As featured on p. 218 of "Bloggers on the Bus," under the name "a MyDD blogger."

Monday, March 10, 2008

The Sickening Of America

The number of stories I'm seeing about the obstacles you have to traverse in your daily life just to remain relatively healthy are going up and up. Certainly there are occupations that are increasingly dangerous, as multiple tours of duty are making our soldiers go deaf, and our good friends at Halliburton are paying no attention to contaminated drinking water. But you don't have to be serving in Iraq to have your drinking water filled with all kinds of contaminants.

A vast array of pharmaceuticals -- including antibiotics, anti-convulsants, mood stabilizers and sex hormones -- have been found in the drinking water supplies of at least 41 million Americans, an Associated Press investigation shows.

To be sure, the concentrations of these pharmaceuticals are tiny, measured in quantities of parts per billion or trillion, far below the levels of a medical dose. Also, utilities insist their water is safe.

But the presence of so many prescription drugs -- and over-the-counter medicines like acetaminophen and ibuprofen -- in so much of our drinking water is heightening worries among scientists of long-term consequences to human health.

This is actually a function of the society just being completely overmedicated. The drugs get into the bloodstream and eventually into the sewer system and the reservoirs, and not all of them are cleansed. Forget a lot of drugs in the water, there are a lot of drugs in people, to a level that we really don't know the residual effects.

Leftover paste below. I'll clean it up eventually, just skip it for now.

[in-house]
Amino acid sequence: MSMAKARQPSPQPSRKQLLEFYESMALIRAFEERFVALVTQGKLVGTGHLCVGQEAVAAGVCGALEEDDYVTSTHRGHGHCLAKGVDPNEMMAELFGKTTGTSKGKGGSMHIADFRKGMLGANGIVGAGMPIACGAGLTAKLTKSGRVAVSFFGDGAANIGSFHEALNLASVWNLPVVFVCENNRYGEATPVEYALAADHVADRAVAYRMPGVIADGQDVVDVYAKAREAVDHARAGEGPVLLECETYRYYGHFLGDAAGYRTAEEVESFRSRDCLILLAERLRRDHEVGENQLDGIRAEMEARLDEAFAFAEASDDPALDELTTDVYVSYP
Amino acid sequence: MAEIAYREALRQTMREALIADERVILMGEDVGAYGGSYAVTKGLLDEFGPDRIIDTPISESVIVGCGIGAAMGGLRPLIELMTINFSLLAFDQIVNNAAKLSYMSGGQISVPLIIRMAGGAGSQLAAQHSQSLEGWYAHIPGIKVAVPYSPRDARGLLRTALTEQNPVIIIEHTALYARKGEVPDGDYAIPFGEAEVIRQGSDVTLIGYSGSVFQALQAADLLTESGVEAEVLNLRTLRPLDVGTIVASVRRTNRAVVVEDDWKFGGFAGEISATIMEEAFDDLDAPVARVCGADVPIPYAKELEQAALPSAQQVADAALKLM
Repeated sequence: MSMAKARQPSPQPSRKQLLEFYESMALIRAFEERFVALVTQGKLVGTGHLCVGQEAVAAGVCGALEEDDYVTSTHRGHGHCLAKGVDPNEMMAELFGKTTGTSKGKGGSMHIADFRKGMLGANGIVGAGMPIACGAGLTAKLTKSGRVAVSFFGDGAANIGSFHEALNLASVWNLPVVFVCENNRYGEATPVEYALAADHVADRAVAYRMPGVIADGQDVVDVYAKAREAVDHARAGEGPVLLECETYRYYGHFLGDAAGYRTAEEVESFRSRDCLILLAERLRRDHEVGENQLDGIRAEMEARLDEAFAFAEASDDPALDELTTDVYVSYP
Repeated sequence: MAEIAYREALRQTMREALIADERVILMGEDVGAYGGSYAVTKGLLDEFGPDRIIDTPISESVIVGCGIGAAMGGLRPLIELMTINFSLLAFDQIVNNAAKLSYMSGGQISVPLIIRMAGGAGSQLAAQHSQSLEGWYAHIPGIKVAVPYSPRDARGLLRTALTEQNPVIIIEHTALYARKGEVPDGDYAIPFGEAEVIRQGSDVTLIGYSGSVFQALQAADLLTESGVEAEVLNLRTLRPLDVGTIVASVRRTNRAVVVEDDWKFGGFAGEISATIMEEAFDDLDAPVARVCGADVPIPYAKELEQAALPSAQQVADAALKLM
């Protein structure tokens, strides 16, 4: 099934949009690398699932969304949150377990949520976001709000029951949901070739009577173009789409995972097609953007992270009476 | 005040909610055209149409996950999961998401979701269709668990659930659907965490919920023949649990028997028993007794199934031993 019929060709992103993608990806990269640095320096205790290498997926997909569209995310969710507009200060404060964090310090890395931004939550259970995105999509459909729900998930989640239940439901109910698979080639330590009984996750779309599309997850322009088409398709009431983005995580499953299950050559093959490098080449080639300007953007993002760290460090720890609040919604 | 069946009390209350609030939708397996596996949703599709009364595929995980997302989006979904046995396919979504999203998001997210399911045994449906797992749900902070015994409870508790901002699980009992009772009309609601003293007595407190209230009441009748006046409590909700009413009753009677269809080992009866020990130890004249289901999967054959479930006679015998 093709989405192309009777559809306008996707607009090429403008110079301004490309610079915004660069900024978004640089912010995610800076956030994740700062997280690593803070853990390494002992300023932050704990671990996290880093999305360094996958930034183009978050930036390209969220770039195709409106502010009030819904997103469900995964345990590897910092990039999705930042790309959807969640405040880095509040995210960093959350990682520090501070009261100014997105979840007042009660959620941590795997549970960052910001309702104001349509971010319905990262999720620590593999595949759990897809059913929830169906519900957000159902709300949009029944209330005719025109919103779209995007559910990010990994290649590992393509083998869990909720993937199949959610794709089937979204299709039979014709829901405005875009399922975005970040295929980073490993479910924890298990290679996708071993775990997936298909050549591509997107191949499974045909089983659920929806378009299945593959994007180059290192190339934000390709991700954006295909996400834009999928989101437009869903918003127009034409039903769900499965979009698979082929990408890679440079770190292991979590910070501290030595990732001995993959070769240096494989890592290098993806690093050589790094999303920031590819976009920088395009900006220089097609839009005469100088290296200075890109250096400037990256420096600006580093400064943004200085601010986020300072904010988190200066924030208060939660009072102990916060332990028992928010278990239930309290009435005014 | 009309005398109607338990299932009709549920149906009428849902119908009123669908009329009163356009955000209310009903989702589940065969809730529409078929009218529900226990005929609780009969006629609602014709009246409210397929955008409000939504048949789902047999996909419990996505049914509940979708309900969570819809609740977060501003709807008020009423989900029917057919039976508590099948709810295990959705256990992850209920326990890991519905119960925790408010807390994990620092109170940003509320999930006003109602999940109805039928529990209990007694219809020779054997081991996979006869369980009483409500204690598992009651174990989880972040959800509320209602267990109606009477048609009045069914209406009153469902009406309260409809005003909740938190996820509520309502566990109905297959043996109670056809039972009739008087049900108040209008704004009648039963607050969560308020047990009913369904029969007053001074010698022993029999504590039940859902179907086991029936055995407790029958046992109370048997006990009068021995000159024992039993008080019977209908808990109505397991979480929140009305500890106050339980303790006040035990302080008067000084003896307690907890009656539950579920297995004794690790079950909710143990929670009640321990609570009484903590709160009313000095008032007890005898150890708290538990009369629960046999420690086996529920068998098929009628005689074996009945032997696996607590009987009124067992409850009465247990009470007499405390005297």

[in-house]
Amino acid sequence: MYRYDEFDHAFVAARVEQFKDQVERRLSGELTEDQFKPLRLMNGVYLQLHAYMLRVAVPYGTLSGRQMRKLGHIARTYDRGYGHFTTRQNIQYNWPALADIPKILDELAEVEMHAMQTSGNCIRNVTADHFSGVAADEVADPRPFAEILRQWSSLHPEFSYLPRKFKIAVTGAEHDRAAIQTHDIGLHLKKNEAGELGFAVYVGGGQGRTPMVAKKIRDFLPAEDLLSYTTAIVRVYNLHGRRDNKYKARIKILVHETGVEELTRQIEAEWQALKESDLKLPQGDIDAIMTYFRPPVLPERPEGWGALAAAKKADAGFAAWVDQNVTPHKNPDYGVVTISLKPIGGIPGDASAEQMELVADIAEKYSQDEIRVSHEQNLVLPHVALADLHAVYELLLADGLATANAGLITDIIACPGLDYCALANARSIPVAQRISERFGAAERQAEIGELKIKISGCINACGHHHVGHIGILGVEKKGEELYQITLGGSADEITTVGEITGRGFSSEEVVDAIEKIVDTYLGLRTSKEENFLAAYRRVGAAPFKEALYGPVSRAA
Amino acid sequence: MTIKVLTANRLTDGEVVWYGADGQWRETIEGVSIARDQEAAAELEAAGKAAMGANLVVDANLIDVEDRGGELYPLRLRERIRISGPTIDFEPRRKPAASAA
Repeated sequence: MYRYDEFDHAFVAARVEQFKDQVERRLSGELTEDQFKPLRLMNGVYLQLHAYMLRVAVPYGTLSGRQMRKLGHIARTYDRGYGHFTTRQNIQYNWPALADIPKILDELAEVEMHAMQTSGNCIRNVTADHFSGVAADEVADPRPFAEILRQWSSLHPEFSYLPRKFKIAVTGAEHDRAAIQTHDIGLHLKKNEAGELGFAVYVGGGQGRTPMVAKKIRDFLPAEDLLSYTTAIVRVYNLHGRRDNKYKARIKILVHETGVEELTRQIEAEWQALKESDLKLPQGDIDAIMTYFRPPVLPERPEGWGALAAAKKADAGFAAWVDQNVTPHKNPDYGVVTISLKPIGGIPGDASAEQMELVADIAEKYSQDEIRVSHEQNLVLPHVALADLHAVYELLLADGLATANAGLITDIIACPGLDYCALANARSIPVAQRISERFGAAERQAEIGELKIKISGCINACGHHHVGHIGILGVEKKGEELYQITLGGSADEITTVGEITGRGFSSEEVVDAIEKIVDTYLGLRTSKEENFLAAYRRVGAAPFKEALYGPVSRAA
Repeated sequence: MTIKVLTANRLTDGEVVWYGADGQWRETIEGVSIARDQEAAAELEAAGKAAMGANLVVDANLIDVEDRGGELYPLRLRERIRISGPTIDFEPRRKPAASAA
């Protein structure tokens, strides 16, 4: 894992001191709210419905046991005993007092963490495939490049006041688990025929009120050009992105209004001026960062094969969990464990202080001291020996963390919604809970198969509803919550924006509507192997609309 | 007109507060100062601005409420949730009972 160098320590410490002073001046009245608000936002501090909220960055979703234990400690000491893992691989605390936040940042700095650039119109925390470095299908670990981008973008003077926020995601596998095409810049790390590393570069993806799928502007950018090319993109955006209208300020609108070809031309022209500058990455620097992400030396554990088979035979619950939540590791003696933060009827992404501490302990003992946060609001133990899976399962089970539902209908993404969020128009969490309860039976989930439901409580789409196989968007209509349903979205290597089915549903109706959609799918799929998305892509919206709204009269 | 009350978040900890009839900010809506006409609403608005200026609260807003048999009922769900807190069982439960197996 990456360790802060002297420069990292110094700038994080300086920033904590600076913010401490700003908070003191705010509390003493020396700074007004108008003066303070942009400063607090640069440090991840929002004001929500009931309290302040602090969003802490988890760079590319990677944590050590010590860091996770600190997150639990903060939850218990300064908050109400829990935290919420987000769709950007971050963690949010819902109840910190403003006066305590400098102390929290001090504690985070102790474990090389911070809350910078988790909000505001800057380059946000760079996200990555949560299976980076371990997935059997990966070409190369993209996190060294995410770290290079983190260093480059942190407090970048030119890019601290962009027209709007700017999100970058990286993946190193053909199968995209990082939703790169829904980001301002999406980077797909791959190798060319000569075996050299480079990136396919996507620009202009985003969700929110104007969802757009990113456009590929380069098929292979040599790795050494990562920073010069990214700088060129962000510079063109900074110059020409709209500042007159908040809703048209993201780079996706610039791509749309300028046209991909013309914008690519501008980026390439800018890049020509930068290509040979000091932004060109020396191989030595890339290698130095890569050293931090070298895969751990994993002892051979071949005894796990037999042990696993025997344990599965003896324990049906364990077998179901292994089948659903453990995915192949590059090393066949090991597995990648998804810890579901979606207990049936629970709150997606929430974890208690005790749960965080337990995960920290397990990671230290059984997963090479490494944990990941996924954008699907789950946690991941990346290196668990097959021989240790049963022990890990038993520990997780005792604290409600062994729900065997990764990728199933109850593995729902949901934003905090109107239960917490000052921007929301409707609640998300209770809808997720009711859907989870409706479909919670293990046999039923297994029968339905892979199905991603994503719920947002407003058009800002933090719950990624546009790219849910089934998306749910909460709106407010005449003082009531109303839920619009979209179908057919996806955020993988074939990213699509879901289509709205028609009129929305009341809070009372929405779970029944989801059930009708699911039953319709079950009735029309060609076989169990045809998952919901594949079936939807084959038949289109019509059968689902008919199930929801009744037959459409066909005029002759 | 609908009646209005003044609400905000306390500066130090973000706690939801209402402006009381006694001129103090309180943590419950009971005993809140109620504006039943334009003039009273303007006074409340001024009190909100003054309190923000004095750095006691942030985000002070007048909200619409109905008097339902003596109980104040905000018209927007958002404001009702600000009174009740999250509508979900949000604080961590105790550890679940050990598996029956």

The sickening of America comes in all forms and fashions. Whether it's coming from treatment at clinics that aren't sufficiently sanitary or well-managed, or tainted drugs that we allow into the country, we don't have a handle on what we ingest. Basic health care costs so much money, $225,000 for every retiring couple, money that is so scarce that we're rationing health insurance like it's a lottery, and offering health care like it's charity. This is like a feedback loop. We're more sickened, we're more medicated to cover the sickness, that makes us more sick, it costs more money to medicate, and the system breaks down.

It's easy to get caught up in this primary fight and lose sight of why we need more effective leadership to repair all these systems that are so terribly broken. We need more than a health care system that doesn't rely on charity or the lottery, we need a medical system that doesn't use drugs like a band-aid and doesn't have a Food and Drug Administration that is practically nonexistent. The last thing that anyone wants is a collapsed system; even the health insurers understand that. But a system of care that is so hurried and sloppy and unconcerned with individual treatment that it becomes nothing more than "take two of these and call me in the morning" doesn't work either. A world-class health care system is focused on prevention and promoting proper diet and exercise, not supplements and substitutes and work-arounds. Otherwise, we're all bound to get sickened, and we'll all be paying for it.

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